Honestly, I can recall running tickets late in the day (after mail service) and having to put an updated itinerary in with the invoice after schedule changes the next morning before it finally hits the mail. Our clients probably think we're nuts! :? (Yeah, can't you get it right the FIRST time???)

IslandJacks
06-18-2005, 10:07 PM
The most surprising schedule change I ever had was actually in transit. We were flying somewhere on USAirways from BWI and connecting in CLT. I checked our connecting flight time/flight number before we left on the 1st flight from BWI. We boarded our first flight and actually departed on time. Thirty minutes later we arrive in CLT about 5 minutes ahead of schedule. In that short amount of time USAirways had changed the gate and time of our next flight ... only a 20 minute connect time instead of 45 minutes. Fortunately our family flies a lot and were able to "get it together" fast enough to make the flight.

Kairho
06-19-2005, 09:28 AM
You think that's strange ... last year I was on a flight that departed on time. However, because of a schedule change while we were in the air the flight had been cancelled and we were in a holding pattern for an hour while the pilots tried to convince the tower that we actually existed!

jfrenaye
06-19-2005, 09:35 AM
If that was not so scary, it would be funny!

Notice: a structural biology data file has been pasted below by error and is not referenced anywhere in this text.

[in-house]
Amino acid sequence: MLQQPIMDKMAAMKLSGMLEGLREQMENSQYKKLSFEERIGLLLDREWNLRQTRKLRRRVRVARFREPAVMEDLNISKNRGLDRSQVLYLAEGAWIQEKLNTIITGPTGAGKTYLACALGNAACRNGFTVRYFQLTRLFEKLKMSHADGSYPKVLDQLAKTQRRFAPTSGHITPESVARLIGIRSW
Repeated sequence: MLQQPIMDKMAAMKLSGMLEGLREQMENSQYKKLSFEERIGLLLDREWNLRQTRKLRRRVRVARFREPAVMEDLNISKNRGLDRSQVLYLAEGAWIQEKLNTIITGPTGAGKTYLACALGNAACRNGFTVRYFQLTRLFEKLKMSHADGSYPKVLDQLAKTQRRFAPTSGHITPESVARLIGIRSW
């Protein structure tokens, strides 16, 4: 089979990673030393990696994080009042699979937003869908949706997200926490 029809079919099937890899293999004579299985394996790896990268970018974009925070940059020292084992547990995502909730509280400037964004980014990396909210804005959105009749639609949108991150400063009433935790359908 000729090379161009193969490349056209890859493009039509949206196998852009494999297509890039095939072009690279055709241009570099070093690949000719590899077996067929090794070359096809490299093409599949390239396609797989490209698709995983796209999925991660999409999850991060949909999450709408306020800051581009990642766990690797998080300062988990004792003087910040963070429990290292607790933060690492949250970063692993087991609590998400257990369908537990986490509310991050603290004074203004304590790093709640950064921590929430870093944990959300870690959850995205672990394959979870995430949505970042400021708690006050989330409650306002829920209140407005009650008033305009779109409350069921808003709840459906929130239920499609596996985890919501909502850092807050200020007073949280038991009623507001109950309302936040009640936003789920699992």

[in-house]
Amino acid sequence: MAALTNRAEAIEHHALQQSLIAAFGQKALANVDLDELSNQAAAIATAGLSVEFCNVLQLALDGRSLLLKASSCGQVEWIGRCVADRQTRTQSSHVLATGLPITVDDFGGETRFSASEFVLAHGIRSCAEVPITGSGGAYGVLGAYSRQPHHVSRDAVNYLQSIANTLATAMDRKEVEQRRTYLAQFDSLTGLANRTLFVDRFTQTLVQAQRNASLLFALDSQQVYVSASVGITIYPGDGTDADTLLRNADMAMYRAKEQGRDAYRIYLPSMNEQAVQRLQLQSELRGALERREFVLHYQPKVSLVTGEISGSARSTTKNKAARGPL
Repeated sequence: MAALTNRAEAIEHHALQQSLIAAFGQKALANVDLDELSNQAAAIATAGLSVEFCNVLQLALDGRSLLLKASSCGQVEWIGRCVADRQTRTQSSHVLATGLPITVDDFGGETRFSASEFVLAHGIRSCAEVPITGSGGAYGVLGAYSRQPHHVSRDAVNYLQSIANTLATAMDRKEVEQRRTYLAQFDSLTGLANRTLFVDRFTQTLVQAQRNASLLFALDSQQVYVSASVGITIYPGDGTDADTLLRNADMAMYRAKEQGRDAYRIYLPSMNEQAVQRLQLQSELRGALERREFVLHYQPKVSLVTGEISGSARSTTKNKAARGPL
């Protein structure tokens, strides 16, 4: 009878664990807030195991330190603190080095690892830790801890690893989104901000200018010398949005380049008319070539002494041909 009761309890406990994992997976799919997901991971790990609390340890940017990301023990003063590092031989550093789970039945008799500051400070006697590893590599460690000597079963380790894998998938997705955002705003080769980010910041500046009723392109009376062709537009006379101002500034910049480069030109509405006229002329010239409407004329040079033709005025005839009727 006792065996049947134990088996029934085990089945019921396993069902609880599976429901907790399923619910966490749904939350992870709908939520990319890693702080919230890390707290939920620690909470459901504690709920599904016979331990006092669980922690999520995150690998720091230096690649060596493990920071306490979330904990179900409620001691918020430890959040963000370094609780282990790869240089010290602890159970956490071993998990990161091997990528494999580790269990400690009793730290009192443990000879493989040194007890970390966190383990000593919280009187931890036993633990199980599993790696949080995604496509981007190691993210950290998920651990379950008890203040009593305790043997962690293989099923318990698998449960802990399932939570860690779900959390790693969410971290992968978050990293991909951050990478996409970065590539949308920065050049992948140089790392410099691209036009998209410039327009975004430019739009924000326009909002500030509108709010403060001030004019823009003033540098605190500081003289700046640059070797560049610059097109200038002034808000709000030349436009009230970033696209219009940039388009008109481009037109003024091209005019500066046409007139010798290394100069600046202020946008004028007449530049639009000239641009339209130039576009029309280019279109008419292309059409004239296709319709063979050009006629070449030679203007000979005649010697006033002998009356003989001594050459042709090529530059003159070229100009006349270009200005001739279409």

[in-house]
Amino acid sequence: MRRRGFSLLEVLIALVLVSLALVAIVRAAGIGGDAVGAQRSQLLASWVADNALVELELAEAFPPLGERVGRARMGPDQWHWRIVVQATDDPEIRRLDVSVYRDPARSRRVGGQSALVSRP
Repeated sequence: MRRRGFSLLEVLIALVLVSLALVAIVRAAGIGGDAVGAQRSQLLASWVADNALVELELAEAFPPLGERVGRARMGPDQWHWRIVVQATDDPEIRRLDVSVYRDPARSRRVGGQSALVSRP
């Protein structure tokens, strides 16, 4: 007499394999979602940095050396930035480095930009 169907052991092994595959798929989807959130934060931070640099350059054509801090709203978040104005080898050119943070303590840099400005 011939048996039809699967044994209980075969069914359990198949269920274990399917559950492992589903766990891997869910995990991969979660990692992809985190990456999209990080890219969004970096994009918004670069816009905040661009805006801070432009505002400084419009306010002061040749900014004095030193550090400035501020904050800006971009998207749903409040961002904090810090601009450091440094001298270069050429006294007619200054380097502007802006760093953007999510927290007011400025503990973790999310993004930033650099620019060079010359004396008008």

jfrenaye
06-22-2005, 08:34 PM
This might give you an idea (clear as mud) on how and when --



Last night (Tuesday) ...

American filed which is basically a $5 one way / $10 round trip fare increase in most markets

United filed a 3% fare increase in most markets.



Today (Wednesday)

Delta basically matched what American did ($5 OW / $10 RT increase)



Tonight (Wednesday)

Northwest basically matched what United did (3% increase) - at 8:22 p.m. EDT tonight



Continental has done nothing - yet

US Airways only increased fares to/from the Caribbean



What happened to the $499 coach cap?

I can find a few markets where American, Northwest and United have topped the $499 one way walk-up cap

I can't find any market where Delta has topped the $499 one way walk-up cap



Next load Thursday morning about 10:30 a.m. EDT

deangreenhoe
06-23-2005, 07:57 AM
Ah, "who's on first?" :lol:



Sneaky devils. :evil: I booked tickets for 5 to Norway on NW/KLM on Tuesday, but the passenger did not want to purchase until Wednesday (after she talked to her husband.) I warned her that the fare would not be guaranteed (despite a ticket deadline within 72 hours.)



Overnight NW added a "Q" (fuel?) surcharge of $45.00 per person each direction into the pricing structure. No fare increase, just a mysterious "surcharge." It cost them $450.00 more to just wait overnight to discuss which credit card they wanted to use.



Buying airline tickets is like playing the stock market. Try to buy low because the numbers change like those on a digital clock. The system is completly out of control. No wonder nobody (including a savvy travel agent) will put airfare quotes in writing until purchase is completed. :?

ginwy
06-24-2005, 12:44 PM
When I hold a ticket for a client-I say this is what the fare is now-I can only hold the seat, not the price for 24 hours...I've been burned to many times with rates changing over night-I've had tickets go up $5.00----$100.00. Very rarley do they go down overnight.

dee4j
07-16-2005, 06:50 PM
i LOVE (read: hate) the sced. changes that force misconnects....i.e.- the clients are booked with a 90 minute connection, but the airline system automatically protectes them on a flight with a 15 minute connect.

we agents need to look REALLY close at our queues when these changes happen.

and i have never had a problem getting a ticket refunded for a client b/c the change was too drastic for their plans....even if it is only by 30 minutes.